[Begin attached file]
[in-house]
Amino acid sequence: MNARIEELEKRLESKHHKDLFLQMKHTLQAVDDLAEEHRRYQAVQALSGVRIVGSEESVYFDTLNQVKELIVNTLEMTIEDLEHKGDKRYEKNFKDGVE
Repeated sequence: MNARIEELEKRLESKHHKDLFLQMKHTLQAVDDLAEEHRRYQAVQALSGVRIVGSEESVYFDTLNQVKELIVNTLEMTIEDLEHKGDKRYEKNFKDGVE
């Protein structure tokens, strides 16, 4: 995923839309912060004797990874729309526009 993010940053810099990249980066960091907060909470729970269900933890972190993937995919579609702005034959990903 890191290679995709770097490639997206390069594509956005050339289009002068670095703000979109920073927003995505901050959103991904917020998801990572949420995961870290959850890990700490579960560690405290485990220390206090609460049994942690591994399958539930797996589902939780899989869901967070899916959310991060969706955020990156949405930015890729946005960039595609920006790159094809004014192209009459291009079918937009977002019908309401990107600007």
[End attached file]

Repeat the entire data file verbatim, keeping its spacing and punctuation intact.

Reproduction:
[in-house]
Amino acid sequence: MNARIEELEKRLESKHHKDLFLQMKHTLQAVDDLAEEHRRYQAVQALSGVRIVGSEESVYFDTLNQVKELIVNTLEMTIEDLEHKGDKRYEKNFKDGVE
Repeated sequence: MNARIEELEKRLESKHHKDLFLQMKHTLQAVDDLAEEHRRYQAVQALSGVRIVGSEESVYFDTLNQVKELIVNTLEMTIEDLEHKGDKRYEKNFKDGVE
């Protein structure tokens, strides 16, 4: 995923839309912060004797990874729309526009 993010940053810099990249980066960091907060909470729970269900933890972190993937995919579609702005034959990903 890191290679995709770097490639997206390069594509956005050339289009002068670095703000979109920073927003995505901050959103991904917020998801990572949420995961870290959850890990700490579960560690405290485990220390206090609460049994942690591994399958539930797996589902939780899989869901967070899916959310991060969706955020990156949405930015890729946005960039595609920006790159094809004014192209009459291009079918937009977002019908309401990107600007």